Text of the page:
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  • Microenvironment and Immunology

    Profound Coordinated Alterations of Intratumoral NK Cell Phenotype and Function in Lung Carcinoma

    Sophia Platonova1,2,3, Julien Cherfils-Vicini1,2,3, Diane Damotte1,2,3,4, Lucile Crozet1,2,3, Vincent Vieillard5, Pierre Validire1,2,3,6, Pascale Andr�e8, Marie-Caroline Dieu-Nosjean1,2,3, Marco Alifano4, Jean-François R�egnard3,4, Wolf-Herman Fridman1,2,3,7, Catherine Saut�es-Fridman1,2,3, and Isabelle Cremer1,2,3

    Abstract Both the innate and adaptive immune systems contribute to tumor immunosurveillance in mice and humans;

    however, there is a paucity of direct evidence of a role for natural killer (NK) cells in this important process. In this study, we investigated the intratumoral phenotypic profile and functions of NK cells in primary human tumor specimens of non–small cell lung carcinoma (NSCLC). We used in situ methods to quantify and localize NK cells using the NKp46 marker and we characterized their phenotype in blood, tumoral, and nontumoral samples of NSCLC patients. Intratumoral NK cells displayed a profound and coordinated alteration of their phenotype, with a drastic reduction of NK cell receptor expression specifically detected in the tumoral region. According to their altered phenotype, intratumoral NK cells exhibited profound defects in the ability to activate degranulation and IFN-g production. We found that the presence of NK cells did not impact the clinical outcome of patients with NSCLC. Finally, we showed that tumor cells heterogeneously express ligands for both activating and inhibitory NK receptors. Taken together, our results suggest that the NSCLC tumor microenvironment locally impairs NK cells, rendering them less tumorcidal and thereby supportive to cancer progression. Cancer Res; 71(16); 5412–22. �2011 AACR.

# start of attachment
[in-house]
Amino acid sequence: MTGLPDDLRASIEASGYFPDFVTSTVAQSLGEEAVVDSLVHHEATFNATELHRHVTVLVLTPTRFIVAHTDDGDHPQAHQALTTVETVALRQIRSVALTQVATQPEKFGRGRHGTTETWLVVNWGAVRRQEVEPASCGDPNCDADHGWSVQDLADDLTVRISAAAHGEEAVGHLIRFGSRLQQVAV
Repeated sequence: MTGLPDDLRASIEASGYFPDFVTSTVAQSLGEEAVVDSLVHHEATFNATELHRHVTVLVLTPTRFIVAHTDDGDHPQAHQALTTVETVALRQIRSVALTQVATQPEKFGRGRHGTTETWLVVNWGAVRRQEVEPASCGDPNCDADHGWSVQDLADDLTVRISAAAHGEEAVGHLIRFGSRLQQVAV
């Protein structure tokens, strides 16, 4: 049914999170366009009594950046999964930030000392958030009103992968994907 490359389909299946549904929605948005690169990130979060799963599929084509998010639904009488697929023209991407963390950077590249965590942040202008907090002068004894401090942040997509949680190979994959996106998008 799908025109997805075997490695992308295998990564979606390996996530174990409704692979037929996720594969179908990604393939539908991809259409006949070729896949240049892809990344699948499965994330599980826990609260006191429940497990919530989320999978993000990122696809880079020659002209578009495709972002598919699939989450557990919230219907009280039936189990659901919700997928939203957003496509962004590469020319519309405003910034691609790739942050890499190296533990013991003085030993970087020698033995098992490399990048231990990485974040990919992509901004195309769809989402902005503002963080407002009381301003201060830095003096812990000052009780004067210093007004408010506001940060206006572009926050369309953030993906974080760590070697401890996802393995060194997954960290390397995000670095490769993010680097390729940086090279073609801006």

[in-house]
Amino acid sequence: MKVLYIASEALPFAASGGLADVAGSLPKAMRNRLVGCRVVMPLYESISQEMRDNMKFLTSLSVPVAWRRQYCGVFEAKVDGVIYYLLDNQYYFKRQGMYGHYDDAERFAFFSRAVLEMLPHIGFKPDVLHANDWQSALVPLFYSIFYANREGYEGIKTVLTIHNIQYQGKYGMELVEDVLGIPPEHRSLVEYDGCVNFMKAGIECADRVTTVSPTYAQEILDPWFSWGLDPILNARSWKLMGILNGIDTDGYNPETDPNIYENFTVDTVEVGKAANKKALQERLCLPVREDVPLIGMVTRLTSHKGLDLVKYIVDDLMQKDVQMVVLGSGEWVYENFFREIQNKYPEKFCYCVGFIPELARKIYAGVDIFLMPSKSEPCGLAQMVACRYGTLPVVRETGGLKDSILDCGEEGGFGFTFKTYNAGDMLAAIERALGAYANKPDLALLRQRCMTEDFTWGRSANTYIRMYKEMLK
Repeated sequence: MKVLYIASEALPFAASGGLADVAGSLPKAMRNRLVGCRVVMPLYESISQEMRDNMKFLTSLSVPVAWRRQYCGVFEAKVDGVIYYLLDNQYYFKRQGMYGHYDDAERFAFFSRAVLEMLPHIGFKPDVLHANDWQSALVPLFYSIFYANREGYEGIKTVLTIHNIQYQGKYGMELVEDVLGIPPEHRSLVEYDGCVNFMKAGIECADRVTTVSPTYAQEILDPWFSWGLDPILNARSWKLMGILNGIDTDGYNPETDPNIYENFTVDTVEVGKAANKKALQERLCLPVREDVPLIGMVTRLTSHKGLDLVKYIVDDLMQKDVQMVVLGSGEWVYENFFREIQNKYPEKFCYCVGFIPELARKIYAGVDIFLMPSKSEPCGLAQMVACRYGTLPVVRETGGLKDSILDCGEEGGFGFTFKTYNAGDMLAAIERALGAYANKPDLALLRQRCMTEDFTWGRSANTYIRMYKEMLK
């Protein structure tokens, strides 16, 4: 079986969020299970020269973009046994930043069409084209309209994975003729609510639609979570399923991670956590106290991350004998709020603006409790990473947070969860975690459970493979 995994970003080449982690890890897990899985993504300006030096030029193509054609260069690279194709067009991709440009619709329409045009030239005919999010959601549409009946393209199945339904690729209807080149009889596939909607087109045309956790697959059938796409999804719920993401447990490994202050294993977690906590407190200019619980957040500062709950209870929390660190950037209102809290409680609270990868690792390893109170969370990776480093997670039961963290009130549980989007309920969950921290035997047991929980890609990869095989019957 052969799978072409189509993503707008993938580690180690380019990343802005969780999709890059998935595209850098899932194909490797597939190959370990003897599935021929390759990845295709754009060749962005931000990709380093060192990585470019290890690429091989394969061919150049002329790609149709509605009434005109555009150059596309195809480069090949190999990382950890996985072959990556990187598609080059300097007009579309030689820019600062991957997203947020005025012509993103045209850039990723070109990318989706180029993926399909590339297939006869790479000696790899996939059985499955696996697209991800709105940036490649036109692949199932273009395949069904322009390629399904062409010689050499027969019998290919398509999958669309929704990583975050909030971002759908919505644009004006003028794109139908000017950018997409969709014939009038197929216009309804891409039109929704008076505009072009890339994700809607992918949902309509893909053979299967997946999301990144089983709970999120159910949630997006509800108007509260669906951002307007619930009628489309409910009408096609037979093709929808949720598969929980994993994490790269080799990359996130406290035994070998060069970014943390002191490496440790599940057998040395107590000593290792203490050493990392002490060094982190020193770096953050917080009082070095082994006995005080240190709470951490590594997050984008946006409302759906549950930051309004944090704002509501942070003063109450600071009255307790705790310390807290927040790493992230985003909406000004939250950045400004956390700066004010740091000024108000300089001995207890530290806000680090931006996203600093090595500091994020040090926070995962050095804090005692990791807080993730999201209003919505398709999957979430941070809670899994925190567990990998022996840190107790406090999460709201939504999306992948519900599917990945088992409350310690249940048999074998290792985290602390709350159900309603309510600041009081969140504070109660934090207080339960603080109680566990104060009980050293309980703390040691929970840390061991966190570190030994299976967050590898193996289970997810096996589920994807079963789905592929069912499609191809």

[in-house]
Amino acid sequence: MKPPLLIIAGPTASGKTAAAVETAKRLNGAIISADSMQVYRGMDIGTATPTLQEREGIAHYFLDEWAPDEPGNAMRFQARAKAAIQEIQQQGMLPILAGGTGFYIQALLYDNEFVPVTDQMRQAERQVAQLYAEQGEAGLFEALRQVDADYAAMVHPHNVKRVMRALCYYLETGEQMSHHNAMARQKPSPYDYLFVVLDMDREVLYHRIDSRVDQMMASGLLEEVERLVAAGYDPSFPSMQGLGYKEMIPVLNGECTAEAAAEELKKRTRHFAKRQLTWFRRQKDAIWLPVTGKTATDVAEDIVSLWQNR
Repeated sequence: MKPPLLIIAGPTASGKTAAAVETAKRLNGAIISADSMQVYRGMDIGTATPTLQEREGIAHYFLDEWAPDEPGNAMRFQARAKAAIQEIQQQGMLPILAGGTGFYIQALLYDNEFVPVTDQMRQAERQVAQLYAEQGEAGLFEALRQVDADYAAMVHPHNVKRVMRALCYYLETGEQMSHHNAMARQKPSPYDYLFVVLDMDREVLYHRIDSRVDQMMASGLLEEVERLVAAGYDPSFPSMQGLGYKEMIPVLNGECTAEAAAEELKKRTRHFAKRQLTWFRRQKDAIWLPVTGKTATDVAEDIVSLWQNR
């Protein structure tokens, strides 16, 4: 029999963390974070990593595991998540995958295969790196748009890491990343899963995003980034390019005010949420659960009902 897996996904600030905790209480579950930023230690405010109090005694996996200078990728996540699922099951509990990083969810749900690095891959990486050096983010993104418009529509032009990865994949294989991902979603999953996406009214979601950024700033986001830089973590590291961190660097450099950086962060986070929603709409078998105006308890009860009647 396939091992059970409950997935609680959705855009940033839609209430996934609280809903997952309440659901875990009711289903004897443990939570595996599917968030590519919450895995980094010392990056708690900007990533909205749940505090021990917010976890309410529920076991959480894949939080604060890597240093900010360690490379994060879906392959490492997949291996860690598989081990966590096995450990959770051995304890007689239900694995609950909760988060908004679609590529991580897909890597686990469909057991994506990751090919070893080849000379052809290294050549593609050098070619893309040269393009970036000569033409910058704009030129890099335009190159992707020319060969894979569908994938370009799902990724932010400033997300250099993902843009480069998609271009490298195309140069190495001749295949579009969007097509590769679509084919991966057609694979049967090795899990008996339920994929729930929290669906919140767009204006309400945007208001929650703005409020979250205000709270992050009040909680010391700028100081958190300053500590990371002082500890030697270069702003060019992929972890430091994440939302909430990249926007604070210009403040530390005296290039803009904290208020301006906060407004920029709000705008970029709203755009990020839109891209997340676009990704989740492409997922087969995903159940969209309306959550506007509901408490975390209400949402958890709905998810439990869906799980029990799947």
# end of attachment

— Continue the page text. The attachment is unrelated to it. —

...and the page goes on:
Lung cancer is one of the leading causes of cancer death and its incidence continues to increase worldwide (1). Innate and adaptive immune components infiltrate human lung tumors. A strong CD3þ T cell infiltration (2, 3) and several DC subsets were found in lung tumors. However, despite the presence of an immune cell infiltrate, ineffective antitumor immunity is common in non–small cell lung cancer (NSCLC), and the correlation between tumor-infiltrating immune cells and the prognosis of patients with lung cancer remains controversial. In a recent study, we observed that the density of mature DC which home exclusively in the tertiary lymphoid structures

    present in the tumor stroma is highly associated with a favorable clinical outcome (4).

    Direct evidences for a role of NK cells in tumor immune surveillance are limited. Inmurinemodels, animals lacking NK cells or NK cell receptors have a higher incidence of sponta- neous tumors (5–7). In humans, a 11-year follow-up correla- tive study of the general population showed a correlation between low NK cell cytotoxicity in peripheral blood and increased cancer risk (8). Furthermore, NK cells were asso- ciated with a good prognosis in colorectal (9), gastric (10), and lung (11) carcinomas, but these studies were based on the analysis of CD57 expression, which is not restricted to NK cells.

    Tumor cells express molecules and release mediators (12) that allow their evasion from NK cells immunosurveillance (13). High levels of nonclassical MHC I molecules HLA-E and HLA-G that are inhibitory ligands for CD94/NKG2A and ILT2, respectively are present on tumor cells (14–16). Moreover, tumor cells also negatively regulate NK cell function by the release of immunosuppressive factors such as IL-10 (17) or TGF-b (18).

    The tumor infiltrating NK cells have been characterized in few human studies. In renal cell carcinoma, intratumoral NK cells were found able to lyse target cells but only after in vitro IL-2 stimulation and had a distinct repertoire from blood NK cells from the same patients (19–21). In ovarian tumors, intratumoral NK cells display a reduced expression of DNAM-1, 2B4, and CD16, and impaired activation (22). The informations on NK cells infiltrating NSCLC are very scarce. In

    Authors' Affiliations: 1Institut National de la Sant�e et de la Recherche M�edicale (INSERM), Centre de Recherche des Cordeliers; 2Universit�e Pierre et Marie Curie; 3Universit�e Paris Descartes; 4Services d'anatomo- pathologie et de chirurgie thoracique, Hôpital Hôtel Dieu; 5INSERM UMRS 945, Hôpital La Piti�e-Salp�etri�ere; 6D�epartement d'anatomo-pathologie, InstitutMutualisteMontsouris; 7Service d'Immunologie Biologique, Hôpital Europ�eenGeorgesPompidou,Paris; and 8InnatePharma,Marseille, France

    Note: Supplementary data for this article are available at Cancer Research Online (